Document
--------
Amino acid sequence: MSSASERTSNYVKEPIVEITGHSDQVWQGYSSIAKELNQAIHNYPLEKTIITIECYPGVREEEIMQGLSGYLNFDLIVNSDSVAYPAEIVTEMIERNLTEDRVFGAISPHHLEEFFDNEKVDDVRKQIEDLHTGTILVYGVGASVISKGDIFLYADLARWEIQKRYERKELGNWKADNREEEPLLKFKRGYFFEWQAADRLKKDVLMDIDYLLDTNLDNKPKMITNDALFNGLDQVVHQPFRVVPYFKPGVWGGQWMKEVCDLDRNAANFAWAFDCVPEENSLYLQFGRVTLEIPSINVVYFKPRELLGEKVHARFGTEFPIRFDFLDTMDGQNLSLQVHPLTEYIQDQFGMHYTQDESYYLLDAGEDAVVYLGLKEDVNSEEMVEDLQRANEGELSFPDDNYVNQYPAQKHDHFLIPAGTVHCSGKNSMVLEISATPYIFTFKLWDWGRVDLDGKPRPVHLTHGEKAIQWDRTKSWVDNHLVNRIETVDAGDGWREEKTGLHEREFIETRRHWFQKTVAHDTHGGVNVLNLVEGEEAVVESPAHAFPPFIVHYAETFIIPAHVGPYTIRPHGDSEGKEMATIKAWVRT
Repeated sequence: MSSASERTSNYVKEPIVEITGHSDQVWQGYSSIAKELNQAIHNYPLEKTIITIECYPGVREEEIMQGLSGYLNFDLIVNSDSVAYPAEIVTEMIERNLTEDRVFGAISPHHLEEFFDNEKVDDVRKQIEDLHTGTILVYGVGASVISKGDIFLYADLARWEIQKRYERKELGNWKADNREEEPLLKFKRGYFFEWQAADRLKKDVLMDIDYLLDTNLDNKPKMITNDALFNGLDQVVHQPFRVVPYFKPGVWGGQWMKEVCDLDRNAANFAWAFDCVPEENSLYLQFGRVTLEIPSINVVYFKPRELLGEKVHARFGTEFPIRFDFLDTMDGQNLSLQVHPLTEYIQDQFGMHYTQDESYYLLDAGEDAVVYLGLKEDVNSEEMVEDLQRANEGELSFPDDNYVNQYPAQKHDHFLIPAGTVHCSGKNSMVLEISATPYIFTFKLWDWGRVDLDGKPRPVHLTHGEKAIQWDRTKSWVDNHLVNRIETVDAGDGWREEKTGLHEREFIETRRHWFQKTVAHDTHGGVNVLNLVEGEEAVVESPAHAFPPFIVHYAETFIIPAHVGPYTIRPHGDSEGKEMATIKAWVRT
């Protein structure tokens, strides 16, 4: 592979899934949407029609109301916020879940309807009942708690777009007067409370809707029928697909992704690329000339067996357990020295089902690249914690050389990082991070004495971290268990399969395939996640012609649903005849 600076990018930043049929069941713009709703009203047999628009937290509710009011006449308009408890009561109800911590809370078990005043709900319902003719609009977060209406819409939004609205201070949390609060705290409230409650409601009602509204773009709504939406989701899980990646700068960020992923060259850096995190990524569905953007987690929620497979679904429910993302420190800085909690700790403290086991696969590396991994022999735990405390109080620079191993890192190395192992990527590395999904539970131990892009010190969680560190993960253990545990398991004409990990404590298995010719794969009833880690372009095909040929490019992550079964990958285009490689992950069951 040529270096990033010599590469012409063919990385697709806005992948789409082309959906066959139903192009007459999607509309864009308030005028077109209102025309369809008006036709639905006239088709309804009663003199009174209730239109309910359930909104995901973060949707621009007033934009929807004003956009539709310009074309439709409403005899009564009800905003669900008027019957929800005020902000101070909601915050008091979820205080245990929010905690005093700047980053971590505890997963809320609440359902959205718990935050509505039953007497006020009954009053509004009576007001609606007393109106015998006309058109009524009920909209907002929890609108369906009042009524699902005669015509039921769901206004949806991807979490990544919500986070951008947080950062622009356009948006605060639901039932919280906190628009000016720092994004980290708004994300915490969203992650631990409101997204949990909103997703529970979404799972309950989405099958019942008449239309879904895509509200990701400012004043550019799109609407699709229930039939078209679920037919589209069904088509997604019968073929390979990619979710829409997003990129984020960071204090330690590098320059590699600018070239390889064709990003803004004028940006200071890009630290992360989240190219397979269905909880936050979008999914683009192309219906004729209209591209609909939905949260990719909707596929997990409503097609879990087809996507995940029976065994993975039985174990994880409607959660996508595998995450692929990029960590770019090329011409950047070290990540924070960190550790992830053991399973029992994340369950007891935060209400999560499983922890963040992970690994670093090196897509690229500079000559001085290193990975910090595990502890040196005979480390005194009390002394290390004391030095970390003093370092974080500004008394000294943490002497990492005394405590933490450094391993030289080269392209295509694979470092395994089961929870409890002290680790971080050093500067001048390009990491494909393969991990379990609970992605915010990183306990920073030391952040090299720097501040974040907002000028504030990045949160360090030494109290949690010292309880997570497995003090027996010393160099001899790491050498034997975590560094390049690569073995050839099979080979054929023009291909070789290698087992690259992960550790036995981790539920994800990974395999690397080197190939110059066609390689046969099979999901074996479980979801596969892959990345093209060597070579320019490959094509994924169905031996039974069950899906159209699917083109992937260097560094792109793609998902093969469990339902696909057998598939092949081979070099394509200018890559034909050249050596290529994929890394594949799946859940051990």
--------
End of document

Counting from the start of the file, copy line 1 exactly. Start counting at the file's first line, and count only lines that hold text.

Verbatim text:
Amino acid sequence: MSSASERTSNYVKEPIVEITGHSDQVWQGYSSIAKELNQAIHNYPLEKTIITIECYPGVREEEIMQGLSGYLNFDLIVNSDSVAYPAEIVTEMIERNLTEDRVFGAISPHHLEEFFDNEKVDDVRKQIEDLHTGTILVYGVGASVISKGDIFLYADLARWEIQKRYERKELGNWKADNREEEPLLKFKRGYFFEWQAADRLKKDVLMDIDYLLDTNLDNKPKMITNDALFNGLDQVVHQPFRVVPYFKPGVWGGQWMKEVCDLDRNAANFAWAFDCVPEENSLYLQFGRVTLEIPSINVVYFKPRELLGEKVHARFGTEFPIRFDFLDTMDGQNLSLQVHPLTEYIQDQFGMHYTQDESYYLLDAGEDAVVYLGLKEDVNSEEMVEDLQRANEGELSFPDDNYVNQYPAQKHDHFLIPAGTVHCSGKNSMVLEISATPYIFTFKLWDWGRVDLDGKPRPVHLTHGEKAIQWDRTKSWVDNHLVNRIETVDAGDGWREEKTGLHEREFIETRRHWFQKTVAHDTHGGVNVLNLVEGEEAVVESPAHAFPPFIVHYAETFIIPAHVGPYTIRPHGDSEGKEMATIKAWVRT